Date: 19 february 2015
Just as the submission window opens for The Bruntwood Prize for Playwriting 2015 – Manchester receives the world premiere of the 2013 winning entry written by Anna Jordan.
Yen is the tale of two neglected teenage brothers, Hench, 16 and Bobbie, 13. They live alone with their dog, Taliban who spends his days locked in their old bedroom because he once ‘bit someone on the estate’. Sometimes their alcoholic and diabetic mum descends on them, usually when she wants something, but they don’t get along with ‘minge-face Alan’ the man that she has shacked up with. The two brothers spend most of their days playing Call of Duty, watching pornography and drinking and smoking whatever they have managed to get their hands on. Hench (Alex Austin) dropped out of school and Bobbie (Jake Davies) has ADHD and quit his place at ‘The Unit’.
The two brothers have no ambition, no hope, they share a sofa bed and a t-shirt that they nicked from the charity shop. It is a well carved out, well layered story of lost childhood, love and violence – it is a commentary on the state of society.
But, it is not only this – Yen is vivid, it gets right under your skin, it is unsettling, but in a brilliant way. Anna Jordan’s writing is witty and terse, the dialogue is filthy but hilarious. It is amazing that a play which was based on a local news story about two neglected and abandoned brothers who commit a heinous crime, can produce such laughs from the audience, but it does.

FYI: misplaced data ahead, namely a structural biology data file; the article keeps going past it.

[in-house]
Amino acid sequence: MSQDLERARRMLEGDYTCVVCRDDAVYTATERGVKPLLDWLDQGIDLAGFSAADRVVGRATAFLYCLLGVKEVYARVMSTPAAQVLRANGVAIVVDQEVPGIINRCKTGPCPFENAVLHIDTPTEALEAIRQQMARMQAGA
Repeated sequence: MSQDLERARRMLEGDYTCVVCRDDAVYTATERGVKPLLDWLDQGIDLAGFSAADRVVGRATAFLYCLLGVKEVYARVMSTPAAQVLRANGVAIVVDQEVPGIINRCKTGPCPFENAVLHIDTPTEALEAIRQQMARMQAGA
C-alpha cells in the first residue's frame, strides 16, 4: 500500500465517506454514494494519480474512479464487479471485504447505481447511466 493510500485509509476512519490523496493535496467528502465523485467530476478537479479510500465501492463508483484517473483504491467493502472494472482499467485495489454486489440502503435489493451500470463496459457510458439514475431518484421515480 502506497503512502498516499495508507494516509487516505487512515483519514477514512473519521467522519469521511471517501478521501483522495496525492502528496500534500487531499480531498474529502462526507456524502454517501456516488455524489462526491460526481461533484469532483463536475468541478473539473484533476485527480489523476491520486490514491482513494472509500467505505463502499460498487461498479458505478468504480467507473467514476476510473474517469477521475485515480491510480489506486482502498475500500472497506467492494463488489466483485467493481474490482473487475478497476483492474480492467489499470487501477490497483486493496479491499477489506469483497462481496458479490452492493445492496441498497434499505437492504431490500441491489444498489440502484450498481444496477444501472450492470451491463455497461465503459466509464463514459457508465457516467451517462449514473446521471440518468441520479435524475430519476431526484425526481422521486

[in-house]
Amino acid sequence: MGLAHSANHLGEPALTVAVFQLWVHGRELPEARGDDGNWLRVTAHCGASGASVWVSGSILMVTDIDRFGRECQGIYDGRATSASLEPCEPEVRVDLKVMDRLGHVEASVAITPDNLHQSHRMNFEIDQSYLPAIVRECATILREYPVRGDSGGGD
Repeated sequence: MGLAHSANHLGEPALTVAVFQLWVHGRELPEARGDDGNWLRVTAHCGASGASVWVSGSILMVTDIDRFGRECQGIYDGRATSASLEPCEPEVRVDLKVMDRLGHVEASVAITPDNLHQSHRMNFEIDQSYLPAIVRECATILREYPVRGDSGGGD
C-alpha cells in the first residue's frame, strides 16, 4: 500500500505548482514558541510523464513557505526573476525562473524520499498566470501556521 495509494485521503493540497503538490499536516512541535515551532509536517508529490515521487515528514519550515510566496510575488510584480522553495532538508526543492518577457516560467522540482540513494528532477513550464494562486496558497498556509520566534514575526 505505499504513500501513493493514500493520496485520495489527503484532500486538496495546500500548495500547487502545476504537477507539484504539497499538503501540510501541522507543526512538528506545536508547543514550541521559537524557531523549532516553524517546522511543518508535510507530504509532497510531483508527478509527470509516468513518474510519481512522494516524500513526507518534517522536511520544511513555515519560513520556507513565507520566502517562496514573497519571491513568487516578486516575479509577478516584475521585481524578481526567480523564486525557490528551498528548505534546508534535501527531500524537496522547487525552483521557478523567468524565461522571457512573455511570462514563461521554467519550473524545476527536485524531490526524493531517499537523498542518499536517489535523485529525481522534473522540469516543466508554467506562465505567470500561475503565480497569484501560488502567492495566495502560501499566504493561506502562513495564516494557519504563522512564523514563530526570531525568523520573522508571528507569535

All four members of the cast give remarkable performances during their debut appearances at the Royal Exchange Theatre. The two brothers Hench and Bobbie are loaded with testosterone, reminding us of caged monkeys as we take our seats in the studio, they climb the scaffolding and swing from ropes, making the most of Georgia Lowe‘s sparce but highly effective set design.
The energy between the two brothers is quite profound, tousling with each other constantly, Bobbie is loud mouthed and vulgar with a deep attachment to his hopeless mother (Sian Breckin) while Hench seems shy, suspicious and afraid of the outside world. When Jenny (Annes Elwy) barges into their flat venting concern for Taliban’s welfare, Hench is given a small glint of the world outside and a small window of hope and love.
By the end of the play my mind was doing somersaults, the characters were racing around in my head, they had stuck. Rather like Ned Bennett‘s clever cyclical direction, Hench and Bobby were trapped in a system and a way of life.
Anna Jordan’s Yen is phenomenal. It is no wonder that it won The Bruntwood Prize in 2013. Get a ticket while you still can.
Yen is running until the 7th March 2015 in The Studio at the Royal Exchange, Manchester